Wednesday, April 9, 2014

What To Do When People Don't Like You

This past weekend was one that I was looking forward to for a long time, and it did not disappoint! The reason that I was so excited was General Conference! General Conference is a meeting that is held every six months by the Church of Jesus Christ of Latter-Day Saints in which our leaders give us counsel and advice on how to conduct ourselves and brace for the challenges of the next six months.

The many speakers at General Conference are rarely given a specific topic to discuss, but are instead asked to pray and ponder on what the needs of the church are at that time. Despite the fact that the speakers do not correlate, there are often subtle "themes" for each conference. This conference, one of the biggest themes that I saw was Responding to Opposition. By Responding to Opposition, I mean the idea of "disagreeing without being disagreeable". Responding to Opposition means being both confident and loving when others challenge the things we believe.

Opposition has been a hallmark of Christianity and religion in general for a long time. It is becoming taboo to talk about religion in public and professional settings, and many religious principles are ridiculed in the media and in the intellectual world. This is the kind of opposition that I'm concerned about, and it is going to increase in the coming months and years. It isn't always explicit or hostile, but it is there. Even between religious sects, there are simple misunderstandings that can lead to stigmas and tension.

Now, the natural human response when people criticize our beliefs, whether religious or otherwise, is not productive. Human nature tells us to get defensive or angry, to fight back, or to label groups of people as "us" and "them", or even "friend" and "foe". We are inclined to lose our tempers, to hold ourselves aloof from any actual discussion, and sometimes to hold long and bitter grudges.

But what does that accomplish? What do we gain from that? Well, it is certainly the easiest path, in that it doesn't require us to make informed decisions about the people around us. But is the easiest path the best path?

Short answer: no.

Elder Zwick, one of the speakers at General Conference, gave an excellent talk entitled "What Are You Thinking?" In it, he gave some advice about reacting in a Christlike manner to people we may not have the kindest feelings towards. He said:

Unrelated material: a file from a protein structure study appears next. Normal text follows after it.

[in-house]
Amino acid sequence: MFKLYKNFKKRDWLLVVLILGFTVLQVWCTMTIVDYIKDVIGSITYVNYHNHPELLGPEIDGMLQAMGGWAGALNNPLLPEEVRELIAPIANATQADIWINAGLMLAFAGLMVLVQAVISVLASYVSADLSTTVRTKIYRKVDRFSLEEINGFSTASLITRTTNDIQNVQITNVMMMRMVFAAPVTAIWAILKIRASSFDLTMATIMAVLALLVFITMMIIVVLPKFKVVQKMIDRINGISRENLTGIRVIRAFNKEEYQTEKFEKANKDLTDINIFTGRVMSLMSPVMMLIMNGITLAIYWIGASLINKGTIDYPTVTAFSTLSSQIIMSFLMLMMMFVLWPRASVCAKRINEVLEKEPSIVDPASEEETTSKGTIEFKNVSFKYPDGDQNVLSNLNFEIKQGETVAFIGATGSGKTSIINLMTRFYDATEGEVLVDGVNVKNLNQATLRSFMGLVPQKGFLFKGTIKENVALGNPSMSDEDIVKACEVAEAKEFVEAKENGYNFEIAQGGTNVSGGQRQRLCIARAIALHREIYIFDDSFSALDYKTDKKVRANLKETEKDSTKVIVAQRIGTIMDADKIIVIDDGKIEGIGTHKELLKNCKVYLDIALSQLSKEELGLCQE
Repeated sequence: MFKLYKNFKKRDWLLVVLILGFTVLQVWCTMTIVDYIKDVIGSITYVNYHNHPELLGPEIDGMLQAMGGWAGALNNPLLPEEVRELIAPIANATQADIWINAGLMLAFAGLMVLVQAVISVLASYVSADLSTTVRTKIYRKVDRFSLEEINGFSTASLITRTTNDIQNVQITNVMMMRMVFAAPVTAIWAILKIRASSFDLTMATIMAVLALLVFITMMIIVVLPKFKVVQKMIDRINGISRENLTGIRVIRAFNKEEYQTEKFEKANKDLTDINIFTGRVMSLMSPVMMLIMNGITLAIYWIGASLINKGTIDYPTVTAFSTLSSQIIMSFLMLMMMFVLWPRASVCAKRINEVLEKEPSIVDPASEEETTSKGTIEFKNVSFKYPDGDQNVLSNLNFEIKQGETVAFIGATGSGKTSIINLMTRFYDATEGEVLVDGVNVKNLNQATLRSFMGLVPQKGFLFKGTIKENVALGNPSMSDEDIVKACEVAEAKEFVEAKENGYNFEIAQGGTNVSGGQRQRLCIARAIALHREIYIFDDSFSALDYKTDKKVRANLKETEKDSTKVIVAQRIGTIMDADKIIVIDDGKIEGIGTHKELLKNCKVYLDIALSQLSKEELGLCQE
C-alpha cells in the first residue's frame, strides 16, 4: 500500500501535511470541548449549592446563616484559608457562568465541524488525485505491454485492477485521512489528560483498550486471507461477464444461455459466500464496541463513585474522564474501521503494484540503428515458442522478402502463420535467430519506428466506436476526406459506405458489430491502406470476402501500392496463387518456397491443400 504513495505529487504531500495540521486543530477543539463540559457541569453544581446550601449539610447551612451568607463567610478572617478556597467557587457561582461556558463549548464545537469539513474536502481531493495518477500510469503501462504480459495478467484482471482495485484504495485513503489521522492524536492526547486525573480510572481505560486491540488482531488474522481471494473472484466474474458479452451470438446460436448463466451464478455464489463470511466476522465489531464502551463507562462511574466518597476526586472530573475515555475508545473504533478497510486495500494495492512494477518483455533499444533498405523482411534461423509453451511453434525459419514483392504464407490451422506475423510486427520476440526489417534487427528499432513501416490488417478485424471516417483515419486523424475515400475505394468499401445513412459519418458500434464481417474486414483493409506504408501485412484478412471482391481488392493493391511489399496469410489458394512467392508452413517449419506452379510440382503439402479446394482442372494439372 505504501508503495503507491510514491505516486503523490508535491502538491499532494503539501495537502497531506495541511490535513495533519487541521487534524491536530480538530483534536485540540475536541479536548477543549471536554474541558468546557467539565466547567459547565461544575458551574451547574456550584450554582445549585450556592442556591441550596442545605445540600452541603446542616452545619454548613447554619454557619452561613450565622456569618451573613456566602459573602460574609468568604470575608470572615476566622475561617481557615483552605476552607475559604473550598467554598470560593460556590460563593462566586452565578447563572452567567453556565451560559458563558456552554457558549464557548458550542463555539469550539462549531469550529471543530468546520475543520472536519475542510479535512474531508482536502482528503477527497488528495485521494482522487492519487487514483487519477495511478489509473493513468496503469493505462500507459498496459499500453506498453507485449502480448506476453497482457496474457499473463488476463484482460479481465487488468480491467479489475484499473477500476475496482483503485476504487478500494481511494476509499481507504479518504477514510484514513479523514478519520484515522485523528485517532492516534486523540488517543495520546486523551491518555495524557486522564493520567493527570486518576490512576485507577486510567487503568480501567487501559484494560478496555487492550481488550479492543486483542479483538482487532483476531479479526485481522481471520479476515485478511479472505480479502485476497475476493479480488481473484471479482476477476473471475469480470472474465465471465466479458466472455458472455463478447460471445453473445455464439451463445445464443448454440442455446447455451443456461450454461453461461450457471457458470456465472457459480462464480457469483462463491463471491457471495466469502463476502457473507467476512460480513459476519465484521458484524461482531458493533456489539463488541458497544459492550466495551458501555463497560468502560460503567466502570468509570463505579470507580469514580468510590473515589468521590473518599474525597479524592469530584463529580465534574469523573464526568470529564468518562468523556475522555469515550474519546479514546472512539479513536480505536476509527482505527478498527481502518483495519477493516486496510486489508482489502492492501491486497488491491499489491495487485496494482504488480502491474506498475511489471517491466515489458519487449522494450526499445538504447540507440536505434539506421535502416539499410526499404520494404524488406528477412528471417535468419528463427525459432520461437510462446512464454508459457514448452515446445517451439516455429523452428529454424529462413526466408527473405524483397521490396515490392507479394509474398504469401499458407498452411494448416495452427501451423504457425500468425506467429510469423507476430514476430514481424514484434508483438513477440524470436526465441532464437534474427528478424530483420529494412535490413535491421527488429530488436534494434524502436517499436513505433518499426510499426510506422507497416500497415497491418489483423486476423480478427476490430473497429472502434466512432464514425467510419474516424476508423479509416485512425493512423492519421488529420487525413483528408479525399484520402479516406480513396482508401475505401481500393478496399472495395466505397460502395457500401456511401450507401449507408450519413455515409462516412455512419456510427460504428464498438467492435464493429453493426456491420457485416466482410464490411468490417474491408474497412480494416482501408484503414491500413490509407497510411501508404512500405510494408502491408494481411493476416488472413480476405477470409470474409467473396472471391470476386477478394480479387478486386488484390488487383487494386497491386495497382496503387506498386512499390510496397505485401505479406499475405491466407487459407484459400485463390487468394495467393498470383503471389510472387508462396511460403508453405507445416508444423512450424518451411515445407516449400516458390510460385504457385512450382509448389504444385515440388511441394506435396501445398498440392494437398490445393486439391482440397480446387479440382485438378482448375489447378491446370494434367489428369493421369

"We have seen unchecked anger erupt in public places. We have experienced sporting events, in the political arena, and even in our own homes.

"All of us... have regretted jumping headlong from the high seat of self-righteous judgment and have spoken with abrasive words before we understood a situation from another’s perspective. We have all had the opportunity to learn how destructive words can take a situation from hazardous to fatal.

"There exists today a great need for men and women to cultivate respect for each other across wide distances of belief and behavior and across deep canyons of conflicting agendas. It is impossible to know all that informs our minds and hearts or even to fully understand the context for the trials and choices we each face."

In essence, Elder Zwick asked each of us, before we say something we regret, to take a moment and consider the other person's perspective. While his words were mostly in regard to our daily interactions with family and friends, they apply perfectly to the way we respond to opposition to the church as well.

So, how should we react when someone challenges the things we believe? Well, first things first, REMEMBER TO BE RESPECTFUL! If you immediately jump to the conclusion that you are under attack and that you need to shout empty rhetoric at the other person until they agree to get baptized into your church, you are taking the wrong approach.

Instead, take a minute to employ Elder Zwick's advice. Consider where the other person is coming from. Maybe they heard an inaccurate description of your views. Maybe they have had a personal experience that makes the topic they've brought up a very touchy one. Maybe they're genuinely curious about what you believe! Next, make sure you understand their concern. We've all experienced that awkward conversation where you ask a simple question and get a long-winded a different question. Make sure you know what you're saying and what they're saying. Finally, try to respond to their concern in a clear, concise fashion. If they are genuinely interested, you can go into some detail about why you believe the things you do. If you sense that the other person is just trying to pick a fight, you can give a brief statement of what you believe, then drop or change the topic as tactfully as you can. Above all, remain calm and friendly as you talk!